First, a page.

The APA received permission to place paid advertisements in school yearbooks and met with Crim and the Board concerning the other requests. On June 6, 1983, appellant Crim allegedly agreed to allow the APA to place counseling materials in school guidance offices, to set up "Careers in Peacemaking" tables at high school career days, and to provide speakers for the school system. Allegedly in response to an editorial in the Atlanta Journal entitled "Don't Peddle Propaganda on School Career Days," Crim wrote to the APA on August 11, 1983, to inform it that the Board had directed him "to suspend all actions related to [Crim's administrative decisions regarding the APA's requests] until the Board of Education Planning Committee can review its related policies." No decision on any policy review has been made by the planning committee and appellees have not been granted their request for access to the schools.
As we indicated in M.N.C. of Hinesville, Inc. v. United States Dep't of Defense, 791 F.2d 1466, 1472 n. 2 (11th Cir.1986), the "limited" public forum terminology is misleading because "[a]lthough the government, when it turns property from a nonpublic forum into a public one, may do so only for a limited purpose, ... it also may open the forum to the same extent as a traditional forum." Accordingly, this second category of property is best described in terms of "designated" or "created" public forums
The United States alleged an interest in ensuring that military recruiters continue to have access to public schools
The National Interreligious Service Board for Conscientious Objectors, the Fellowship of Reconciliation, the Jewish Peace Fellowship, the Project on Youth and Non-Military Opportunities, Southeastern Legal Foundation, Inc., and James E. Andrews, Stated Clerk of the General Assembly of the Presbyterian Church, are participating as amicus curiae.
Before the court was: (1) appellees' February 14, 1985 motion for partial summary judgment on their claim of access to bulletin boards and guidance counselors' offices; (2) appellants' March 14, 1985 motion for summary judgment; (3) appellees' April 5, 1985 motion for summary judgment on "all remaining claims" in the case; and (4) defendant-intervenor the United States' August 12, 1985 motion for summary judgment
Technically, the court granted in part and denied in part appellees' April 5, 1985 motion for summary judgment. Appellees' February 14, 1985 motion for partial summary judgment was denied. The court also denied appellants' and the United States' motions for summary judgment
The court found that appellants' allegation that access to Atlanta public schools was limited to college recruiters and employers that could themselves offer employment or scholarships to the students was not supported by the record. First, uncontroverted evidence indicated that at least some participants at career days do not offer "concrete jobs" and do not have "jobs in hand." Second, even if the forums had been limited to speakers offering employment, the court found that appellants had no compelling interest in excluding appellees' information concerning specific job openings and educational opportunities related to "peacemaking." Appellants advanced no special interest in excluding this information "merely because plaintiffs themselves are not the potential employers or providers of educational funds."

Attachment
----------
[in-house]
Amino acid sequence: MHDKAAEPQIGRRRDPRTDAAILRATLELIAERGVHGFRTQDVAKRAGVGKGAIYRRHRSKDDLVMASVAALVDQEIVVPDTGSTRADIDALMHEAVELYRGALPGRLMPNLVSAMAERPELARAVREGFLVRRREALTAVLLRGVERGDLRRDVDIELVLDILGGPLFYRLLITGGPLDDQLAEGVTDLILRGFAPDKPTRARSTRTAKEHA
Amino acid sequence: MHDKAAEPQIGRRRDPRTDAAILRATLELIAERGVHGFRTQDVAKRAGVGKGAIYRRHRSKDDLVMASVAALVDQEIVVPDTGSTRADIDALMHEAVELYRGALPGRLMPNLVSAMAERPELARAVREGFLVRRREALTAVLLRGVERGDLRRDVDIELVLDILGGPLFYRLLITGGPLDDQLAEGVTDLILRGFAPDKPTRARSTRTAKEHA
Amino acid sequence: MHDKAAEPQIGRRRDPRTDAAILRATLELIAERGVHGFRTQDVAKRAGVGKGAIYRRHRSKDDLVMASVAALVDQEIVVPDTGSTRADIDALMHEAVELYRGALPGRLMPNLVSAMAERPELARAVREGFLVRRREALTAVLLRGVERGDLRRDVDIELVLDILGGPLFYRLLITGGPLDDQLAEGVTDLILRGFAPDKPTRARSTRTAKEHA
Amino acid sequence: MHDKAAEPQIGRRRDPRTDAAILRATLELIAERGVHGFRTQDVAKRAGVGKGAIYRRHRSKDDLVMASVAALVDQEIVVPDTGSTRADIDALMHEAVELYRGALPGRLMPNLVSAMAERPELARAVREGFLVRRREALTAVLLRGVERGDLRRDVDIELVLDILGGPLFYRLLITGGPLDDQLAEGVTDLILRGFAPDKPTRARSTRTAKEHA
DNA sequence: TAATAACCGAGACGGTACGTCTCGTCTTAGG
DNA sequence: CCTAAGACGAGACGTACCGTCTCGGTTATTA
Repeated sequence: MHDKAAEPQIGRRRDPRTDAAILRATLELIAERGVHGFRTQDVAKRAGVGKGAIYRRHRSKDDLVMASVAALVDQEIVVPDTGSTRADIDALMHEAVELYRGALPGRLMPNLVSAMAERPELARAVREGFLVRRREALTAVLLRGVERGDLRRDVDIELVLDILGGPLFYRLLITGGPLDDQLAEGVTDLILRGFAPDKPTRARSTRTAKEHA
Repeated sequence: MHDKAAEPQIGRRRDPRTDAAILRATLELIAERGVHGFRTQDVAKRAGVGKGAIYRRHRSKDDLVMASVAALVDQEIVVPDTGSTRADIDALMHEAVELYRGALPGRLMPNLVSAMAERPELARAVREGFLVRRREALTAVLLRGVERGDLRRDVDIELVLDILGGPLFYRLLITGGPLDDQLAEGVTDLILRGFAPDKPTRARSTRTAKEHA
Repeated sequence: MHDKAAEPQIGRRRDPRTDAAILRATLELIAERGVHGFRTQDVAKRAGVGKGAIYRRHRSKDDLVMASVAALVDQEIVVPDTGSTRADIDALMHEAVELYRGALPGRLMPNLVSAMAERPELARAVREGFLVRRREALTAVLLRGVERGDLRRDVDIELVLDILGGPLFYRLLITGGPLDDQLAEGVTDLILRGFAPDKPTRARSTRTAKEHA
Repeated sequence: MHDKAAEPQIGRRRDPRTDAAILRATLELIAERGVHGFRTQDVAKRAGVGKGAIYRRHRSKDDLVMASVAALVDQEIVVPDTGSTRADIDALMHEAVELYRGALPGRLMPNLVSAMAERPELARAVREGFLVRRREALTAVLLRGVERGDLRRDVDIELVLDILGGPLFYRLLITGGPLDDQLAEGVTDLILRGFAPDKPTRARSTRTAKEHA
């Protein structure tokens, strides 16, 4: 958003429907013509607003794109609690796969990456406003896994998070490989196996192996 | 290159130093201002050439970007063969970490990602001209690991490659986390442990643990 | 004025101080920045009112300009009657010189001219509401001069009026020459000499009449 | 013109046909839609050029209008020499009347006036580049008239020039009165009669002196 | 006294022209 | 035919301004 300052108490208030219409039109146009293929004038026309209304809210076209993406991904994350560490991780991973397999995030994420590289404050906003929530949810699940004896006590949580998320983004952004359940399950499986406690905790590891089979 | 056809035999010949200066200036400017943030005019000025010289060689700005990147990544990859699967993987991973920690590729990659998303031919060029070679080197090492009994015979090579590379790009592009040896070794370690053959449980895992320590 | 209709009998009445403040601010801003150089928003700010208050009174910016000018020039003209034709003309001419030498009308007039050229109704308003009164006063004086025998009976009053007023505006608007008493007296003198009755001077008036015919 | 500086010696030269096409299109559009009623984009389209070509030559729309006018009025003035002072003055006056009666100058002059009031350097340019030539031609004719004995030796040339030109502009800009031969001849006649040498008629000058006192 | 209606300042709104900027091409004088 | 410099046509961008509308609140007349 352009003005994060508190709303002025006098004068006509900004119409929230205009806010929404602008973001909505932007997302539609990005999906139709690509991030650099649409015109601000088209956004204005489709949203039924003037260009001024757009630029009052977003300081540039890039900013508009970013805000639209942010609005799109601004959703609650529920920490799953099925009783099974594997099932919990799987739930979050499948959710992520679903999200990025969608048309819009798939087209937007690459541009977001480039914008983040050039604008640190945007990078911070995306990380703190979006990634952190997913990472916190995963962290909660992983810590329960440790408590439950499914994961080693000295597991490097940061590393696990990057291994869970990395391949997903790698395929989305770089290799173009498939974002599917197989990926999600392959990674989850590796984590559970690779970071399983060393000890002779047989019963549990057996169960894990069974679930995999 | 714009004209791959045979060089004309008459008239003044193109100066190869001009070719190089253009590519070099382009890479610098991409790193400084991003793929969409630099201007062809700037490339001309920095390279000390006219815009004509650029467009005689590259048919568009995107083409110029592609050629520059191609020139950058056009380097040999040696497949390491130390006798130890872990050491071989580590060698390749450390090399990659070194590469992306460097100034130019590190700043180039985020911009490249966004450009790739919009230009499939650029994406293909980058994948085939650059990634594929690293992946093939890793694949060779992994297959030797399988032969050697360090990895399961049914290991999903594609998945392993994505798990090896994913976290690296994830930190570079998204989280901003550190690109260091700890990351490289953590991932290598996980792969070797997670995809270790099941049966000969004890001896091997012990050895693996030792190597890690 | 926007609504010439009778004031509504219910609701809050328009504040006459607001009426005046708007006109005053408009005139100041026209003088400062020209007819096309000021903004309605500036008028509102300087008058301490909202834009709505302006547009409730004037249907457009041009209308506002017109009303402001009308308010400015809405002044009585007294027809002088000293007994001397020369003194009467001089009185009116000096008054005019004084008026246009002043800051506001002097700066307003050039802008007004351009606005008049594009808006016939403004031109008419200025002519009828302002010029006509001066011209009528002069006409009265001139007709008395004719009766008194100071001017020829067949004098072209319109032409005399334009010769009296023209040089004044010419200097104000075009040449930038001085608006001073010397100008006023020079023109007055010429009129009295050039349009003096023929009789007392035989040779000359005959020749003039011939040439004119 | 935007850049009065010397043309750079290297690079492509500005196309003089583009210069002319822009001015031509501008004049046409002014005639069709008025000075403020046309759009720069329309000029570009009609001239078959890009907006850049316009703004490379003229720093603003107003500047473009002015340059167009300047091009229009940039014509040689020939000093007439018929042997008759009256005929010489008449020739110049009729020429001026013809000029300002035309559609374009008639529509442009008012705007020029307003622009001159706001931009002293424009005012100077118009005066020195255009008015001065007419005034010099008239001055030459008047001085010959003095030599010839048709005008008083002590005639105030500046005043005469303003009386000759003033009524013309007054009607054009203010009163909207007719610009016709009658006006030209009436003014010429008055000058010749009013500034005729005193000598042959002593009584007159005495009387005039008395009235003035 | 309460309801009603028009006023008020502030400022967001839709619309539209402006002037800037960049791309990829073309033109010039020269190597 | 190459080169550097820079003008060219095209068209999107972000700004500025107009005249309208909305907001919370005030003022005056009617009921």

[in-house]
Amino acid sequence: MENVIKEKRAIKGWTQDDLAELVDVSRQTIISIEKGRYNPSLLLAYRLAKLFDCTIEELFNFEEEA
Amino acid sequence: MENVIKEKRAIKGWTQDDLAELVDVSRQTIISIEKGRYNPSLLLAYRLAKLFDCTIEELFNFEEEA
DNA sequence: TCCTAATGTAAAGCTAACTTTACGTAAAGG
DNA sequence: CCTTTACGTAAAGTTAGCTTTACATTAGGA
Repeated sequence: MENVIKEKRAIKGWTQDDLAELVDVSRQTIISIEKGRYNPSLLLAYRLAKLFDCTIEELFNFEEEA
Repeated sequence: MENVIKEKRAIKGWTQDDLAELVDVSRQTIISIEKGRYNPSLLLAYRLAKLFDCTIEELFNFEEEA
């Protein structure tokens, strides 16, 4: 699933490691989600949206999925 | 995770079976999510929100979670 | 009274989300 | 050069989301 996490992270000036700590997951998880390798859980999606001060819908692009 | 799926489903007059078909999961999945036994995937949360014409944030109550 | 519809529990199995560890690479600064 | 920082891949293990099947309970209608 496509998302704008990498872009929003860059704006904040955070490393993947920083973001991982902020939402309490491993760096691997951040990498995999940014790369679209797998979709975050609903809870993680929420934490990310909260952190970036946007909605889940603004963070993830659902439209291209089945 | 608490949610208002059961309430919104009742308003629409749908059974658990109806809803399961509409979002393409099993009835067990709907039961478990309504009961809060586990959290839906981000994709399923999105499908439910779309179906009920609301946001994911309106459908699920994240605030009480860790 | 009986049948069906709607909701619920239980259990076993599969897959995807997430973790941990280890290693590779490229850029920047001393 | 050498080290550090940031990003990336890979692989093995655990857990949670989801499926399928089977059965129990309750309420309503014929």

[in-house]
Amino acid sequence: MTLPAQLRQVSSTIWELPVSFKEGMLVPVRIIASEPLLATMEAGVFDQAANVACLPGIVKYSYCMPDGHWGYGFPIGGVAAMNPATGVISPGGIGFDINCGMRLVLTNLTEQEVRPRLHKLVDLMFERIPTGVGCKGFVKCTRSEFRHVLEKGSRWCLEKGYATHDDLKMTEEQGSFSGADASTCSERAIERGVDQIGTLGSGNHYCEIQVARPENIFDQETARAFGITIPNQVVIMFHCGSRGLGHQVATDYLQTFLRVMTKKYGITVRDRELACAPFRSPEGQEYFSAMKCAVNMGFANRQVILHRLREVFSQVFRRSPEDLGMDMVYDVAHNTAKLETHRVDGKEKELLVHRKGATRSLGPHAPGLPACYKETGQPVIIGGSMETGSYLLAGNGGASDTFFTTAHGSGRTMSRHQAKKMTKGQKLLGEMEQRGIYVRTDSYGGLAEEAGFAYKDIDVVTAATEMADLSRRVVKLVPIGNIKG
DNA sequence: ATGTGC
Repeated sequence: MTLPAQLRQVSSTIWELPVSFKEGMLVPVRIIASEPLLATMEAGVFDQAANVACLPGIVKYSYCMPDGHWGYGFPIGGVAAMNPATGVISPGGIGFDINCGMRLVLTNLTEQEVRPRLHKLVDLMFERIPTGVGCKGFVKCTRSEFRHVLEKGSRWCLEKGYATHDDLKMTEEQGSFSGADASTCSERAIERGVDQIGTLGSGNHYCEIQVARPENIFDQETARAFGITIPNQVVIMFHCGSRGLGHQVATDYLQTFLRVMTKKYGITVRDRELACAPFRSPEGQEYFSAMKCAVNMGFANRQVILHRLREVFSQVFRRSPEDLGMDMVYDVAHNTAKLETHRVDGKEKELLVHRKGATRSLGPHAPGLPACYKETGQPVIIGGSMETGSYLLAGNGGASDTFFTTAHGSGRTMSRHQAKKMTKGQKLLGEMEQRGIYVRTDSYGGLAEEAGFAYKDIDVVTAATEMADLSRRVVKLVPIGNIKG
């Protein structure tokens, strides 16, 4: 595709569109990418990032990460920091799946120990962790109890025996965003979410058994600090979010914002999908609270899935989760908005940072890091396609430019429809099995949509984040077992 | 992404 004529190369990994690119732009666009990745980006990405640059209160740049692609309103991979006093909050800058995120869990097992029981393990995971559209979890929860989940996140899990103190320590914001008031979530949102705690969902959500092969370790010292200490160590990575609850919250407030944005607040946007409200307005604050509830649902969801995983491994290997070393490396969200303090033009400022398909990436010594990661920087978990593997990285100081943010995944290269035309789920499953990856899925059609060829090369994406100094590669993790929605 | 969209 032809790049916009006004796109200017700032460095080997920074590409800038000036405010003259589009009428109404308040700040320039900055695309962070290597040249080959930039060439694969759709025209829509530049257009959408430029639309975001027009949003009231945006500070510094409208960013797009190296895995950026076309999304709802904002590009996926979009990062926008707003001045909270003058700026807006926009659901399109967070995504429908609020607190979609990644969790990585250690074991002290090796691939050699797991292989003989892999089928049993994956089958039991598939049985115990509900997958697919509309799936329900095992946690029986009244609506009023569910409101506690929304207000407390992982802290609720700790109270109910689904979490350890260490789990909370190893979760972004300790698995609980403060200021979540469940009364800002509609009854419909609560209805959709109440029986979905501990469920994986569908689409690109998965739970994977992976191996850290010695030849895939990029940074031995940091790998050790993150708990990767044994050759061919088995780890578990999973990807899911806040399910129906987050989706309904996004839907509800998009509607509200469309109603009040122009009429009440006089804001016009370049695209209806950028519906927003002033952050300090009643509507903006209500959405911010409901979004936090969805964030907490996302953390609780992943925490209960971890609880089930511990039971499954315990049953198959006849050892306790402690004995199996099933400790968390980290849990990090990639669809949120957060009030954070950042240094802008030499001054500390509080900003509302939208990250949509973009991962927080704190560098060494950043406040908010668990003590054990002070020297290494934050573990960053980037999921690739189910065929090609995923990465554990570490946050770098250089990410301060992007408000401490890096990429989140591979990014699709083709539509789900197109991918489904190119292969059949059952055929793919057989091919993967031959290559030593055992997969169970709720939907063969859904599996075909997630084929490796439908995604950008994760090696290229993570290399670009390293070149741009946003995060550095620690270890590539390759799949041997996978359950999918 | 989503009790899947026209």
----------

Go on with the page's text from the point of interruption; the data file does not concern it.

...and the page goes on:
The court concluded that, even if appellants' interest in keeping the schools from becoming a forum for ideological discussions was compelling, appellants "have made no showing that, to achieve this end, it is necessary to deny plaintiffs the opportunity to present career and educational opportunities relating to peace."
The court rejected this asserted interest on three grounds. First, the court noted that there had been no proof that appellants would in fact restrict military recruiters' access to these forums rather than grant appellees an opportunity to publicize peace-oriented educational and career opportunities. Second, the court found that the United States had not demonstrated that it lacks alternative means of contacting the students in order to achieve its recruiting goals. Finally, even if the United States' argument concerning the military were true, the needs of the military provide no compelling state interest for sustaining appellants' access policy because undisputed facts indicated that appellants granted access to other nonmilitary organizations but not to appellees
The court indicated that:
[T]he present record does not make clear to what extent, if any, plaintiffs have been denied access to Youth Motivation Day programs. Consequently the Court will not address at this time whether plaintiffs have a First Amendment right of access to these programs. Still, defendants' policy of granting other "outsiders" access to Youth Motivation days may be relevant in ascertaining the degree to which defendants have opened the other relevant forums to expression by outside entities, especially since plaintiffs allege that there is no difference between Career Days and Youth Motivation Days at some schools.